The Missouri Tigers have all the talent and experience to be serious contenders in the Big 12, with a strong core of Marcus Denmon, Kim English and Laurence Bowers back to lead the way.
The one big weakness for Mizzou? New head coach Frank Haith, who will be taking over for Mike Anderson after Anderson left for the big gig at Arkansas.
Of course, anyone who hopes to finish the 2011-12 season atop the Big 12 standings will have to go through defending league champion Kansas first.
The Jayhawks were ravaged by graduations and early defections, particularly in the persons of Marcus and Markieff Morris, and they will need Tyshawn Taylor to step up in a big way if Bill Self's ball club is going to remain relevant in the college basketball world.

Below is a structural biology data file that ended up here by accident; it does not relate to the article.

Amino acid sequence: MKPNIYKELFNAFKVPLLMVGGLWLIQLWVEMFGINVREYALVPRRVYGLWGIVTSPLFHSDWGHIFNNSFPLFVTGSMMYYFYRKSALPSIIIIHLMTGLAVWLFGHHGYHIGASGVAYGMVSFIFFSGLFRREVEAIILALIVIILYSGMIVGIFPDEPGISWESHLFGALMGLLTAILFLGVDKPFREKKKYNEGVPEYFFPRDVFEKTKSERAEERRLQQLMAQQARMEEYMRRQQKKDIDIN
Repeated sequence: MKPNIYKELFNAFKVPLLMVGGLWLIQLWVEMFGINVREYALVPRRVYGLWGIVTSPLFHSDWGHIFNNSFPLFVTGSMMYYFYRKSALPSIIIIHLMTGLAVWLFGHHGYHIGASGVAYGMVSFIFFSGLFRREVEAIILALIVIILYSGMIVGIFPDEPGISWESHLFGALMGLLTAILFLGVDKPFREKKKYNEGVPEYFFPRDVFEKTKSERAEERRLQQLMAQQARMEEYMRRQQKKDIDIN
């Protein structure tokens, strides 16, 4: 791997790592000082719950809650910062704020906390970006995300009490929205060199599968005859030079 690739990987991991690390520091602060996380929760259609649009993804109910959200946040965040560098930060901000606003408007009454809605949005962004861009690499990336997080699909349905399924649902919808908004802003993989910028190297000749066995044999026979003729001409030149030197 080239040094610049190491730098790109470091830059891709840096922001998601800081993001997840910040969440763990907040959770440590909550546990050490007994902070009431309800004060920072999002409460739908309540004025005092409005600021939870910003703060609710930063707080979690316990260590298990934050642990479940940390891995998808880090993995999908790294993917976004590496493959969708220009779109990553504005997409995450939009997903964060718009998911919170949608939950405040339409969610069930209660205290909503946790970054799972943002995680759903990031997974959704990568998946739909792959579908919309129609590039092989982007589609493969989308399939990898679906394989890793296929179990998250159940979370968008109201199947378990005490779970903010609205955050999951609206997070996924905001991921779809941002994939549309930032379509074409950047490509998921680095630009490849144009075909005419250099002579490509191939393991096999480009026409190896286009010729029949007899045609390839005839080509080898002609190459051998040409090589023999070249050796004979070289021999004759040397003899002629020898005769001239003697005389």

Xavier has long been a powerhouse in the Atlantic 10 Conference and should be right back at the top in 2011-12.
Chris Mack got some great news when star guard Tu Holloway decided to return to school for his senior season, during which he'll be expected to once again do some heavy lifting for a Musketeers team that will be without six seniors from last year's 24-8 squad.
If it weren't for the early defection of Darius Morris, Michigan would very well be a preseason top-10 team.
John Beilein has slowly but surely built the Wolverines into a force to reckoned with in the Big Ten and will have the rest of his team fully intact for a run at the conference crown when the fall rolls around.
It won't be easy for the Wolverines to keep pace in the Big Ten, though, which figures to be among the best conferences in America this fall.
Among those teams that will be making life tough for other ballers in the Midwest is Wisconsin.